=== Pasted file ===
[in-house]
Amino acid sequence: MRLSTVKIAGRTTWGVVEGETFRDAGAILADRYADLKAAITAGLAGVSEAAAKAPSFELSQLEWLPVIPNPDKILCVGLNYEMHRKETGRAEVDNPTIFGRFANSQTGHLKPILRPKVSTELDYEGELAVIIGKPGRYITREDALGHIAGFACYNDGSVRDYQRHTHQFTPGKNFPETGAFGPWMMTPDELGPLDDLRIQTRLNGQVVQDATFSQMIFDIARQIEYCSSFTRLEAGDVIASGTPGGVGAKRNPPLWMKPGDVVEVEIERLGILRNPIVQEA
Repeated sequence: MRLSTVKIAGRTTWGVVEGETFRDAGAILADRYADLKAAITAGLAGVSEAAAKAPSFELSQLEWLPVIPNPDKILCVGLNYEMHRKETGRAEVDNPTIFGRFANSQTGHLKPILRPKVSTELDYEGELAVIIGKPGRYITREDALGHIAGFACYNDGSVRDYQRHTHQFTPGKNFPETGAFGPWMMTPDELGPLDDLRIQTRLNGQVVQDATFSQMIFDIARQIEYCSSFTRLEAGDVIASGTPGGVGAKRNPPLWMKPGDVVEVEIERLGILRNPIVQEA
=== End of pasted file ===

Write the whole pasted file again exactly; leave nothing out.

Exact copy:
[in-house]
Amino acid sequence: MRLSTVKIAGRTTWGVVEGETFRDAGAILADRYADLKAAITAGLAGVSEAAAKAPSFELSQLEWLPVIPNPDKILCVGLNYEMHRKETGRAEVDNPTIFGRFANSQTGHLKPILRPKVSTELDYEGELAVIIGKPGRYITREDALGHIAGFACYNDGSVRDYQRHTHQFTPGKNFPETGAFGPWMMTPDELGPLDDLRIQTRLNGQVVQDATFSQMIFDIARQIEYCSSFTRLEAGDVIASGTPGGVGAKRNPPLWMKPGDVVEVEIERLGILRNPIVQEA
Repeated sequence: MRLSTVKIAGRTTWGVVEGETFRDAGAILADRYADLKAAITAGLAGVSEAAAKAPSFELSQLEWLPVIPNPDKILCVGLNYEMHRKETGRAEVDNPTIFGRFANSQTGHLKPILRPKVSTELDYEGELAVIIGKPGRYITREDALGHIAGFACYNDGSVRDYQRHTHQFTPGKNFPETGAFGPWMMTPDELGPLDDLRIQTRLNGQVVQDATFSQMIFDIARQIEYCSSFTRLEAGDVIASGTPGGVGAKRNPPLWMKPGDVVEVEIERLGILRNPIVQEA